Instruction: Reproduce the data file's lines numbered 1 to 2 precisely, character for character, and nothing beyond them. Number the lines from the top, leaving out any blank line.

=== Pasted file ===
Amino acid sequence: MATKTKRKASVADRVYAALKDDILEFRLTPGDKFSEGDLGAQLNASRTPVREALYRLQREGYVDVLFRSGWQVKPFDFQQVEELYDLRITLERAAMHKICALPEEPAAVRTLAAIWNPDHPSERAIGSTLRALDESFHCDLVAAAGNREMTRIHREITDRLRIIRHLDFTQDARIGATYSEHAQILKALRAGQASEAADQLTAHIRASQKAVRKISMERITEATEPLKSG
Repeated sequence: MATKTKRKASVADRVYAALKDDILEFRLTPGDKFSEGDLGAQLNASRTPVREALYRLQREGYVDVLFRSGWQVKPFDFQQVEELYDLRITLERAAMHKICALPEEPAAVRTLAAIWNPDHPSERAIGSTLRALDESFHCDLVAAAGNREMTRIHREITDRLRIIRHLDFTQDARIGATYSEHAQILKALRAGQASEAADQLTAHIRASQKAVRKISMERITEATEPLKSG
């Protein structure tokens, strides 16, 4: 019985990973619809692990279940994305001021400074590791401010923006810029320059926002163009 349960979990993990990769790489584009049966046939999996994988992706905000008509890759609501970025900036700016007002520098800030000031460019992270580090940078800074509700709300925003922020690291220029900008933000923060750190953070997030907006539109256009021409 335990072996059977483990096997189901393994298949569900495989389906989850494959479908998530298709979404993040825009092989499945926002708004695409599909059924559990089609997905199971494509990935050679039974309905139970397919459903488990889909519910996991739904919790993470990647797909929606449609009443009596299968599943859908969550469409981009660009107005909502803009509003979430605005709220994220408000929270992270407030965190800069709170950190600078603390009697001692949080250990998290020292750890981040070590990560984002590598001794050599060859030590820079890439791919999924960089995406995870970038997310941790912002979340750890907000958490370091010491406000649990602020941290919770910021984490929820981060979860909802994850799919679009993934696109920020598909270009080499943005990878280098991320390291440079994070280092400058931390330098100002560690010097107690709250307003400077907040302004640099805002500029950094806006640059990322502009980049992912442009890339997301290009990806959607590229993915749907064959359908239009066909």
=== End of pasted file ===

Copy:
Amino acid sequence: MATKTKRKASVADRVYAALKDDILEFRLTPGDKFSEGDLGAQLNASRTPVREALYRLQREGYVDVLFRSGWQVKPFDFQQVEELYDLRITLERAAMHKICALPEEPAAVRTLAAIWNPDHPSERAIGSTLRALDESFHCDLVAAAGNREMTRIHREITDRLRIIRHLDFTQDARIGATYSEHAQILKALRAGQASEAADQLTAHIRASQKAVRKISMERITEATEPLKSG
Repeated sequence: MATKTKRKASVADRVYAALKDDILEFRLTPGDKFSEGDLGAQLNASRTPVREALYRLQREGYVDVLFRSGWQVKPFDFQQVEELYDLRITLERAAMHKICALPEEPAAVRTLAAIWNPDHPSERAIGSTLRALDESFHCDLVAAAGNREMTRIHREITDRLRIIRHLDFTQDARIGATYSEHAQILKALRAGQASEAADQLTAHIRASQKAVRKISMERITEATEPLKSG